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Raspberry's (though not the 4) have a very nice trick where you can set the size of your EGL buffer to be half, or quarter the size of your resolution and the display will zoom it to the full size of the screen.
This is handy because rendering a full 1080p screen is just ever so slightly beyond the power levels of most of our standard GPU's. But half size is quite possible. 

But I've never been able to do that on standard X11 systems, which has meant running them in windows, or just letting them fail to keep up the frame rate for their generally poor GPU's
I always set the Raspberrys to render at half scale and draw via zoom to full. Sadly I can't do that with the RPi4 since I'm using X11 to render..and at full res even that does struggle to keep the same frame rate as the 3B/B+. I could just render to a same size window but games really need a full screen display.

But today as I was tinkering, (literally, on a tinkerboard) I had a brainwave...Instead of trying to replicate the antics of a Raspberry, which does not seem to be viable, just change the res of the screen, when the game starts up... Now I didn't actually know how to do that, in code, but a bit of googling found that there is a nice library libxrandr-dev that gives you the ability to interrogate and SET the res..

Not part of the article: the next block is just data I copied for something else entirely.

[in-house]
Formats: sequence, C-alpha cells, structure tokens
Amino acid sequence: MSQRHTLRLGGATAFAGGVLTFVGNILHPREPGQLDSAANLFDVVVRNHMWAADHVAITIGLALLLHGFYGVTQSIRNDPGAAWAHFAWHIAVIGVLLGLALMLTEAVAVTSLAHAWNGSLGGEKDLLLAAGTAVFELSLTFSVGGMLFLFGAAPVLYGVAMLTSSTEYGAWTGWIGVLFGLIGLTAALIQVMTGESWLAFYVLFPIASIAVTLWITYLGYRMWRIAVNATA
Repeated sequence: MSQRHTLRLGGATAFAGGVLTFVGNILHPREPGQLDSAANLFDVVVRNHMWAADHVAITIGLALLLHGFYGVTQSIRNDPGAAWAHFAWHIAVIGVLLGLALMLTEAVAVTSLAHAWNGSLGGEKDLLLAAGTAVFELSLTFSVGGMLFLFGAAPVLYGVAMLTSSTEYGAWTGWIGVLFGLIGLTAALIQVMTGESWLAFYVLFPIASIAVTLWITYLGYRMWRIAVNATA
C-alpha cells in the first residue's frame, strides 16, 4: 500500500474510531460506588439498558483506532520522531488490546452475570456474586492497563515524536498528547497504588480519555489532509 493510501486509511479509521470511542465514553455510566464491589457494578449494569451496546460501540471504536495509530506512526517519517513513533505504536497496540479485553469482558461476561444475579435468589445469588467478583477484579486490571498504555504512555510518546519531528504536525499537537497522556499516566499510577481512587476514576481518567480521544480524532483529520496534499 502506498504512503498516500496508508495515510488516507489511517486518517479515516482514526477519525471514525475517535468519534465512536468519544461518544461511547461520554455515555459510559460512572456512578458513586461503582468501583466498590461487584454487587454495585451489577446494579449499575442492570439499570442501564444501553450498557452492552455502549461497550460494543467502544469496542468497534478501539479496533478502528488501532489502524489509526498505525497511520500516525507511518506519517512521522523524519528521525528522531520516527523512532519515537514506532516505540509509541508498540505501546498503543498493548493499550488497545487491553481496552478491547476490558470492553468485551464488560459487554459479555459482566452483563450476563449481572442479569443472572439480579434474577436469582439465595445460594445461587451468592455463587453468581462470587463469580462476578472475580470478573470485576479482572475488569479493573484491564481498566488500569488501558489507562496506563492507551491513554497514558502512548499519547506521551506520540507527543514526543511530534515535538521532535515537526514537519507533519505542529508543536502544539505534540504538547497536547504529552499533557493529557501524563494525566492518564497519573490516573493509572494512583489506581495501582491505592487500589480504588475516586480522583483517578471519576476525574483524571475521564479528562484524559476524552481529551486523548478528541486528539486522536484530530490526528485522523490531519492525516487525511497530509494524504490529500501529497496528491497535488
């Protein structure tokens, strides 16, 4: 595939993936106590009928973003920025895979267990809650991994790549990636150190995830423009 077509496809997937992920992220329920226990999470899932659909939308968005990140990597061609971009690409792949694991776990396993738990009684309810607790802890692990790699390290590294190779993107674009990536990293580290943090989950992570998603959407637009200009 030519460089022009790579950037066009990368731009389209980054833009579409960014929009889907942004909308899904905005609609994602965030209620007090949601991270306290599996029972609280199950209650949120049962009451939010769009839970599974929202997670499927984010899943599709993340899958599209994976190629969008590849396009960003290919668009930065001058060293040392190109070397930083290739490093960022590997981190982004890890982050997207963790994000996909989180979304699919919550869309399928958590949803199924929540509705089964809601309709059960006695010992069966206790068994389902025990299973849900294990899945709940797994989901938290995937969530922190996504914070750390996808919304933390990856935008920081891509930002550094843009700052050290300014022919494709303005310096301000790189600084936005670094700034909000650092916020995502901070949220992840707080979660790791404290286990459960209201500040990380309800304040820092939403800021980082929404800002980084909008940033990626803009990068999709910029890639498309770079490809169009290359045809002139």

I found this on stackoverflow which explains it really well

The only issue  here is that it does not make it clear you need to have libxrandr-dev in place before you try to build, using
sudo apt-get install libxrandr-dev and of course reference them in your build config

I've tried this now on a few of the lesser non raspberry linux systems and the method works on all so far, and even dropping the res down on the really low end systems makes them all viable dev platforms.. I'll incorporate a change res function into the graphics files and provide a demo soon. But this is a very nice solution to a long standing problem which will make it easier to compare Raspberry and non Raspberry systems by levelling the playing field as far as their renderbuffers are concerned.

I also tried it on the Raspberry 4, and of course it has to be different, yup I can change the res, but strangely the performance is still poor on the test projects at 720, only picking up at sub par resolutions like 800x600, I really don't think the drivers are fully mature yet, but at least I can alter resolutions to suit the abilitiy of the target, thats a big step.
Brian Beuken
Lecturer in Game Programming at Breda University of Applied Sciences.
Author of The Fundamentals of C/C++ Game Programming: Using Target-based Development on SBC's 


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